The results show that at 10 µm distance, the near-field intensity pattern is strongly correlated to the geometry of the interface nano-texture (see insert in Fig. 4), while evolving towards far-field pattern when increasing the distance towards 1 m. For distances above 1 m changes in *ADF* are no longer observed (not shown here). Considering these results, one should point out that for the case of thinner wafer-based and thin-film solar cells, near-field and transition region *ADF* might be more appropriate for evaluation of distribution of the light in cell than the far-field pattern.

Furthermore, the influence of the refractive index on the *ADF* is studied. This is significant, as the media inside a device is not air but other material (such as silicon). The results in Fig. 5 (right halves of (A)-(D)) show that the refractive index changes the near-, transition and far-field region *ADF* considerably. As seen for *n*_{2} = 3.5 the *ADF* pattern is narrowed towards smaller angles *ϴ* (towards the centre of the polar plot). Some intensities at higher angles are observed at distances 30 µm and 50 µm at right hand side, which are in fact numerical artefacts. With the presented approach however, an actual optical situation inside or outside the device can be determined; at the right distance, at a properly chosen surface and in actual material.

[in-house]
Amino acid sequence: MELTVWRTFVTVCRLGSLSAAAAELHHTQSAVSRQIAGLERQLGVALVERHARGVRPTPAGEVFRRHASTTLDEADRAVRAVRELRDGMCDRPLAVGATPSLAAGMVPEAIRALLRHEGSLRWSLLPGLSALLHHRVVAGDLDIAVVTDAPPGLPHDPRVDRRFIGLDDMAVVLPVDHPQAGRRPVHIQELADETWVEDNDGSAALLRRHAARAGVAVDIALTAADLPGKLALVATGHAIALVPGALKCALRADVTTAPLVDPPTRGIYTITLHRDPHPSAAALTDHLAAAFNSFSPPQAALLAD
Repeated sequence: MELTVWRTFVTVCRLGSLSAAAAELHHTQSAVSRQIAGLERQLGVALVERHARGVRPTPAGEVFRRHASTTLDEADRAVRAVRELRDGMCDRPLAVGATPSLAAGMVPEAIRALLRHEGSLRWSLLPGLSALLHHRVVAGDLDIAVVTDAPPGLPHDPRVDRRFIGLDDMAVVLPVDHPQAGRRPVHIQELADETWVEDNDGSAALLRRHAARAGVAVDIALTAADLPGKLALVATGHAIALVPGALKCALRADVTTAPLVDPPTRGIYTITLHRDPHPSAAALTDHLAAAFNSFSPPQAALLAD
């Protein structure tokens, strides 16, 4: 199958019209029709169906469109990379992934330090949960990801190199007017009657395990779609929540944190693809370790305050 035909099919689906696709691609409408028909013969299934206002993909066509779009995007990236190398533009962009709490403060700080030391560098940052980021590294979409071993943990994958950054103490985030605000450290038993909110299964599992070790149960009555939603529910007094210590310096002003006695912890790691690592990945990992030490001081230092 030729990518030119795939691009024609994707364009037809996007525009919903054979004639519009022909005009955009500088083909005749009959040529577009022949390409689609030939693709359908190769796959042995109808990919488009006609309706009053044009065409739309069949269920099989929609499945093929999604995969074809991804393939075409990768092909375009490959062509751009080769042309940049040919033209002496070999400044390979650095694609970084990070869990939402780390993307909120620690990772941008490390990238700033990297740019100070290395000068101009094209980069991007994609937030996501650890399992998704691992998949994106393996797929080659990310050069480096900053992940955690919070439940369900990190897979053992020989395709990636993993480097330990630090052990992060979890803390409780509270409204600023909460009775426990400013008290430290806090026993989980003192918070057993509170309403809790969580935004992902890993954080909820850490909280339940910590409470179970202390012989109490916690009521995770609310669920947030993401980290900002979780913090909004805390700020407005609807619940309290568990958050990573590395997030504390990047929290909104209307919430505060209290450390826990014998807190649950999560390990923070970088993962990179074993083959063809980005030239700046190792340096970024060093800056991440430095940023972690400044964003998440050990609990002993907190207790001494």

#### 4.2 Application to randomly textured interfaces

Randomly nano-textured substrates are commonly used in thin-film solar cells. To validate the model for random textures, the two TCO substrates (see section 2.) were used in calculation and results compared with measurements. Realistic complex refractive indices of the magnetron-sputtered ZnO:Al and the LP-CVD ZnO:B were used in the FEM simulation [29], while for Huygens’ expansion, absorption in transmission material was discarded, since it would only lead to proportional attenuation of the *ADF*. The corresponding refractive indices for the materials used are provided in the Table 1.

Besides the textured interface of air/ZnO (or p-*a*:SiC:H/ZnO), flat interfaces of ZnO/glass and glass/air were also taken into account in the modelling in this case – the complete structure of the actual measured sample. Furthermore, thick glass (1 mm) was considered in FEM simulations according to [30]. Light was incident as a plane wave perpendicularly to the sample from the specified side of the sample.

Simulated hemispherical *ADF*s for both TCO samples are shown in Fig. 6 (middle and the right hand side graphs). They were calculated for a distance of 1 m. Corresponding averaged cross-sections (azimuthal averaging around normal, for all angles *ϕ*) of the *ADF*s are shown on the left hand side and compared to the measurements of the samples (single horizontal scan). Roman numerals are used to pair the averaged cross-sectional to the corresponding hemispherical simulated *ADF*s. Since the same power of the incident plane wave was used in FEM simulations and the same observation distance was chosen for the *ADF* calculations, Figs. 6(a)–6(c) are directly comparable.